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How They Work
Poppet valves are a very robust and resilient construction for use in industrial directional control valves. They are usually very tolerant of typical air line contaminants (rust, scale, etc) when used in compressed air service. This type of valve construction is typically characterized as being a high flow, fast acting design due to the large flow paths through the body that can be opened quickly. Think of a poppet valve very much like a stopper or plug in a bath tub drain. When the plug is pulled, the flow path opens quickly and the area that opens is quite large. The large opening of a poppet allows particulate to pass through the valve easily.
Poppets are only one of several different types of construction used in the manufacture of industrial directional control valves. Poppet valves are characterized by having a movable element (the poppet) that is used to direct the flow of a fluid or a gas through the valve body. The poppet inside is moved via a stem that pushes the poppet off its seat allowing a flow path (in the case of a 2-way, normally closed valve), or closing off a flow path by pushing the poppet onto a seat (in the case of a 2-way normally open valve). The stem is moved by some sort of actuator (typically a pilot, manual, mechanical or solenoid operator). In the case of a pilot actuator, a piston chamber is pressurized by a fluid or gas, causing a piston to push down on the stem. In the case of manual operation, some sort of device such as a knob, lever, or pedal is actuating the stem via human force. Valves actuated by manual force are often referred to as "human interface" devices. Mechanical operators such as a stem extension, roller, or a cam roller are actuated by the actual process in which the valve is installed. Actuation of the stem via a solenoid can be achieved in one of two ways. When using a direct solenoid, the actual electro-mechanical force pushes directly on the stem to open the poppet. In the case of a solenoid/pilot actuator, the solenoid only controls the flow of a gas (typically compressed air) or liquid into and out of a pilot chamber (previously discussed above) which moves the stem.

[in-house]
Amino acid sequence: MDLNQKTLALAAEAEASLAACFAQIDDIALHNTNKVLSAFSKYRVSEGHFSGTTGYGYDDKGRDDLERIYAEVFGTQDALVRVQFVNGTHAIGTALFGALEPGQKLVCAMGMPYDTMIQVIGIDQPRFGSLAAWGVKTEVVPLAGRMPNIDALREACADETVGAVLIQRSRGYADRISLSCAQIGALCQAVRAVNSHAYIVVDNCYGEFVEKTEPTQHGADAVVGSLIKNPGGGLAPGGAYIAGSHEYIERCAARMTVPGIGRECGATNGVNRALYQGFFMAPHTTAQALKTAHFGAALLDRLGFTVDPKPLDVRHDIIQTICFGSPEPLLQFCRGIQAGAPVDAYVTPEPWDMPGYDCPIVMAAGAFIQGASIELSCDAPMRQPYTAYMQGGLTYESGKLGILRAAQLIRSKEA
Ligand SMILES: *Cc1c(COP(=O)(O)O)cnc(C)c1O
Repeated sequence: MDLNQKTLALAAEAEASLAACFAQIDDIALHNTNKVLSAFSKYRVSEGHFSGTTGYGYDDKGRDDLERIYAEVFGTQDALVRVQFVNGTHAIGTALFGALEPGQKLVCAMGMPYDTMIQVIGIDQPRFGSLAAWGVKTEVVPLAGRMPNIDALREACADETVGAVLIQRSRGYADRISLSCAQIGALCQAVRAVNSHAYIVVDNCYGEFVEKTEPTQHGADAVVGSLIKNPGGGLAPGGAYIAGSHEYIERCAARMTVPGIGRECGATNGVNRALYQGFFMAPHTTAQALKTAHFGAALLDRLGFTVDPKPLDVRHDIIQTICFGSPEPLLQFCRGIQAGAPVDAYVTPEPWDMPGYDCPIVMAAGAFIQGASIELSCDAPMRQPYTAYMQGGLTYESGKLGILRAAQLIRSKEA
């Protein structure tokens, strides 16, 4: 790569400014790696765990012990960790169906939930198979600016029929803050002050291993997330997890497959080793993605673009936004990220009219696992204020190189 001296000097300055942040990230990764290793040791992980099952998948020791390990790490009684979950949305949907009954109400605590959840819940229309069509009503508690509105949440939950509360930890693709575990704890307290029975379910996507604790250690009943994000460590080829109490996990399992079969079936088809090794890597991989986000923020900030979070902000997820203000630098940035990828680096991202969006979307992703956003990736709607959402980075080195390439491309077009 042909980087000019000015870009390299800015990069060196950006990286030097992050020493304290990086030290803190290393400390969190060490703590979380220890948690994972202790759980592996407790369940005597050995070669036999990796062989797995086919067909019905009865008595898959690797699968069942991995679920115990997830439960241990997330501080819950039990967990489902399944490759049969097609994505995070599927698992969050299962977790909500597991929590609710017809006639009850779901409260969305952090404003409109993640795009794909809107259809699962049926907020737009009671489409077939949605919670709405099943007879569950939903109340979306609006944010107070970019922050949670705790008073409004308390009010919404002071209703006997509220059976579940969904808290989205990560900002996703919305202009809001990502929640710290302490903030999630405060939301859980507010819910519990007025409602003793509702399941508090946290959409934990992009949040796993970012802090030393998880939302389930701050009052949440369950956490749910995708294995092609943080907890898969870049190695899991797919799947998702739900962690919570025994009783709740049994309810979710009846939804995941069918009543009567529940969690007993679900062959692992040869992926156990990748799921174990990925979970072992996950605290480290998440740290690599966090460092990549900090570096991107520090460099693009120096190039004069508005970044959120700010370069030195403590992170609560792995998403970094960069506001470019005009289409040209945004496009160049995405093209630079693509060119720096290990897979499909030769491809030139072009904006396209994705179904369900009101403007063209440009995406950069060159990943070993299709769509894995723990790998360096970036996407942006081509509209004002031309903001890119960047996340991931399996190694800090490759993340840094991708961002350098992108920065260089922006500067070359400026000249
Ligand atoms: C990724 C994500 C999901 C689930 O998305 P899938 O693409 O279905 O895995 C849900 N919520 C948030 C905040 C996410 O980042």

When the operator force is removed from the stem on a normally closed valve, a spring pushes the poppet towards the seat in the body and is assisted by the flow through the valve. Once the poppet reaches the seat, the inlet pressure assists in keeping the poppet seated bubble tight. On normally open valve models, the flow through the valve assists a spring in pushing the valve off its seat to return it to the open condition.
Poppet valves such as illustrated here feature a design that incorporates a seal that is crimped into the poppet's sealing face. The seal materials that are used include various types of rubber, plastics or other exotic polymers which are chosen based upon various operating conditions. Parameters that affect seal material choices would include operating pressure, temperature extremes, chemical composition of the gas or liquid passing through the device, environmental concerns, etc. In some cases, the entire poppet may be made from exotic polymers rather than just the seal insert.
Typical models of poppet valves would include 2-way (either in a normally closed or normally open configuration) and 3-way operation for filling and exhausting frunctions from one device.
Poppet valves have many applications, including:
Lexair, Inc. offers a complete line of poppet valves, including: